The ANC MPs in the communications committee tried, to no avail, to pass a motion of no confidence in the board at its first appearance before the committee, which selected it on April 30 2008, when the board was just four months old. The committee refused to deal with the budget and strategic plan that were on the agenda, which the board inherited from then CEO Dali Mpofu and his strategy and risk manager, Sipho Sithole, and which the board did not like. Addressing the national assembly at the time, I said the ANC MPs in the communications committee were like the Queen of Hearts in Alice in Wonderland, who said: “First the sentence, then the verdict.” Let alone any charge, trial or inquiry preceding the verdict and the sentence.

It was the same thing this week. All the political party whips were advised there would be a special sitting of the national assembly at noon on Thursday to pass a resolution dissolving the board.

Then they were advised that the sitting was cancelled because the inquiry would be conducted on Thursday afternoon.

On Thursday, the whips were advised before the various party caucuses, which always occur on Thursday mornings, that there would be a plenary sitting at 9am on Friday (before the scheduled 10am budget votes) to deal with an SABC motion . First the sentence, then the verdict … And never mind inquiry, trial by media was enough.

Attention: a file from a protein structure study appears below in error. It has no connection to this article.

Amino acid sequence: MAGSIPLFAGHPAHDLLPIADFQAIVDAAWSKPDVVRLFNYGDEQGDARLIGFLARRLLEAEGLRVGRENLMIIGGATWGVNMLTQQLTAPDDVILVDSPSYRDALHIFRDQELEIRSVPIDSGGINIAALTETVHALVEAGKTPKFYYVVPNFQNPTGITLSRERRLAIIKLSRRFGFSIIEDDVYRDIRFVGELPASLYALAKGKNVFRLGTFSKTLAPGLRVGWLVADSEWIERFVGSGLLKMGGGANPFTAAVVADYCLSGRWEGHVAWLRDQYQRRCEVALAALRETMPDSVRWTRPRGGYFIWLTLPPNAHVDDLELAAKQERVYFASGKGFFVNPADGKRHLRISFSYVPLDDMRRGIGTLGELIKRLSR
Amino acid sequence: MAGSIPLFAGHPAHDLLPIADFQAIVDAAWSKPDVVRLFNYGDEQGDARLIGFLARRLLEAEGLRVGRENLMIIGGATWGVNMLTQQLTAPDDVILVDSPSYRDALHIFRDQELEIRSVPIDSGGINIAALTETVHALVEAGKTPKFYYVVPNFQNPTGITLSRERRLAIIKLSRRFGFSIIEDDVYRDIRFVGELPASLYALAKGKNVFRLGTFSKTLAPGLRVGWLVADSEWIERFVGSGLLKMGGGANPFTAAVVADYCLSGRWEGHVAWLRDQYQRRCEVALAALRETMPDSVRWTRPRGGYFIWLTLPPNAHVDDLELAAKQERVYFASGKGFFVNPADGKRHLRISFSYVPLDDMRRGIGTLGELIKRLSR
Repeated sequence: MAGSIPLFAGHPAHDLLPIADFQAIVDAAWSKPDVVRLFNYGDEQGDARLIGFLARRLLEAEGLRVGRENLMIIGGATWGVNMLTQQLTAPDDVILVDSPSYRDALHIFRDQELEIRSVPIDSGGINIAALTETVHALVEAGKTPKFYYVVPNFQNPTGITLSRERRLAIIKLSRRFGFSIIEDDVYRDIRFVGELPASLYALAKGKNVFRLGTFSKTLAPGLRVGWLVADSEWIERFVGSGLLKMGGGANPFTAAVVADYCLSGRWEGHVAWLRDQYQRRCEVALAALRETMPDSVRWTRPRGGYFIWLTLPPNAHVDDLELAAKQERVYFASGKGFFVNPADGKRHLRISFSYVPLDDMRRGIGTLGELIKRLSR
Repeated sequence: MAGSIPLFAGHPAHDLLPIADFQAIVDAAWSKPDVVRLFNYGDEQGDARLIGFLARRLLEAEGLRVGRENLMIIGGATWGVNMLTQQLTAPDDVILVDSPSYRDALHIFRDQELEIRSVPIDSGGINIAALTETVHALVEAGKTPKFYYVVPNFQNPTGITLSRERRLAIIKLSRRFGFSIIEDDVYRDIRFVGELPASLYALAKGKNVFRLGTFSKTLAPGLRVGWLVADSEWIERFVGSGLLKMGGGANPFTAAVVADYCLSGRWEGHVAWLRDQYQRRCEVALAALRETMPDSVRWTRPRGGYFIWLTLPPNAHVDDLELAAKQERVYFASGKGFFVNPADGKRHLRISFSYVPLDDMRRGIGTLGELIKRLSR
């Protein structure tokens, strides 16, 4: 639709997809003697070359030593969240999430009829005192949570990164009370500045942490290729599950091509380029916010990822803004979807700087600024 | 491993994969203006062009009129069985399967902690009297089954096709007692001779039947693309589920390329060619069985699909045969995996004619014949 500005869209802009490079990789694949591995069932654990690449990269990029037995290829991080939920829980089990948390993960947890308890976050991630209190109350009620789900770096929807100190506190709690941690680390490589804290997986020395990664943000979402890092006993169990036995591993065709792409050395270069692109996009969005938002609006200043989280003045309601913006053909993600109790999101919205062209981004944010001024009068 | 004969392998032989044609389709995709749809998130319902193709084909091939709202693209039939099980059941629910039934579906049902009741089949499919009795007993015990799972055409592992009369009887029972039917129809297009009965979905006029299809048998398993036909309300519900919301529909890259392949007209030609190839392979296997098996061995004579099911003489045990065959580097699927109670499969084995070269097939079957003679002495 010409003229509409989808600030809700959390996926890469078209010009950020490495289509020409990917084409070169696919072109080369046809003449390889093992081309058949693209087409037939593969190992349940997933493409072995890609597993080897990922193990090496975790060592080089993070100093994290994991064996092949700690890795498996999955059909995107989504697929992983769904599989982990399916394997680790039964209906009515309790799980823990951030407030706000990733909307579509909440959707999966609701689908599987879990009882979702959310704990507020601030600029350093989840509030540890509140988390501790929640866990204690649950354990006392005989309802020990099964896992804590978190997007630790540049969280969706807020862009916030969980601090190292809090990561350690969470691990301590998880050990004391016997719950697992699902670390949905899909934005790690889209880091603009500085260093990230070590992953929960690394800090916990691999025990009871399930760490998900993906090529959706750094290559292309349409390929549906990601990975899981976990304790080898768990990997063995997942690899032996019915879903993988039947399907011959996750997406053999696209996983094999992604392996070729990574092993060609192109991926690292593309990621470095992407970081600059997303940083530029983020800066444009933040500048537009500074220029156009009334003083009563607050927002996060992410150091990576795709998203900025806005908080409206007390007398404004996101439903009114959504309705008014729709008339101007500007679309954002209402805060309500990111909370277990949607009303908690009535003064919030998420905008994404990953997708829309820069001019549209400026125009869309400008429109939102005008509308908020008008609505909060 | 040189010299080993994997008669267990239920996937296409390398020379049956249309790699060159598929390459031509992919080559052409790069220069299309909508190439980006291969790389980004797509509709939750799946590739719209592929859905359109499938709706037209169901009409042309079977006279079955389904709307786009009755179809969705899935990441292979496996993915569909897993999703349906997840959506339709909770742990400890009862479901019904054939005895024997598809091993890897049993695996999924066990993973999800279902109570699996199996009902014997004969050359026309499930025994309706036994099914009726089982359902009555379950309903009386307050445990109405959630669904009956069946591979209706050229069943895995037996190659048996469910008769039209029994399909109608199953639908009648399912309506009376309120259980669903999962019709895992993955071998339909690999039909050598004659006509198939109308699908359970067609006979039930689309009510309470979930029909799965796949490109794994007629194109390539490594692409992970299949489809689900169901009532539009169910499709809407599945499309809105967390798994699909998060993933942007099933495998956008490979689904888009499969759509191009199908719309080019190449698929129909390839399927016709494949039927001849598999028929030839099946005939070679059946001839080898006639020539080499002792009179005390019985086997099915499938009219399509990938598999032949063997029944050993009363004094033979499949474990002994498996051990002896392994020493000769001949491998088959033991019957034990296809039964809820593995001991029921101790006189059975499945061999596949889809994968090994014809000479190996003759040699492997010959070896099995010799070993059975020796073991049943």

By 4pm on Thursday, as we sat on the green leather benches of the wood-panelled old assembly debating the environment and tourism budget, a note was passed around to postpone the 9am sitting on Friday.

The meltdown was not visible, but the deficit which SABC board chairman Khanyi Mkhonza has warned against since the start of her service was discernible. She wrote to Vadi in early 2009 to ask for the committee’s engagement on a looming R700-million-plus deficit, to no avail.

You do not have to look much beyond the CEO — former and acting, but especially former — for the source of the financial woes.

My old foe, Christine Qunta, has written that the appointment of a new CEO after much head-hunting is imminent, as is the appointment of a news head to replace my other old foe, Snuki Zikalala. She says that must explain the present panic.

I believe her. The DA will not let this attempted purge go without challenge any more than we have allowed it before: we have kept it back since Polokwane, and we are not about to stop now.

The four remaining board members must remain. The vacancies must be filled. Why go through the same parliamentary recommendation process that will give you five so-called interim members after the board’s dissolution, when it could give you eight members to fill the unexpired portion of the term of the eight members who have resigned?

And then President Jacob Zuma would be able to choose the chair and deputy chair, whereas the Broadcasting Amendment Act now dictates that parliament chooses those positions in an interim board.

* Smuts is former DA spokesman on communications. This article firs appeared in the Sunday Times on 21 June 2009.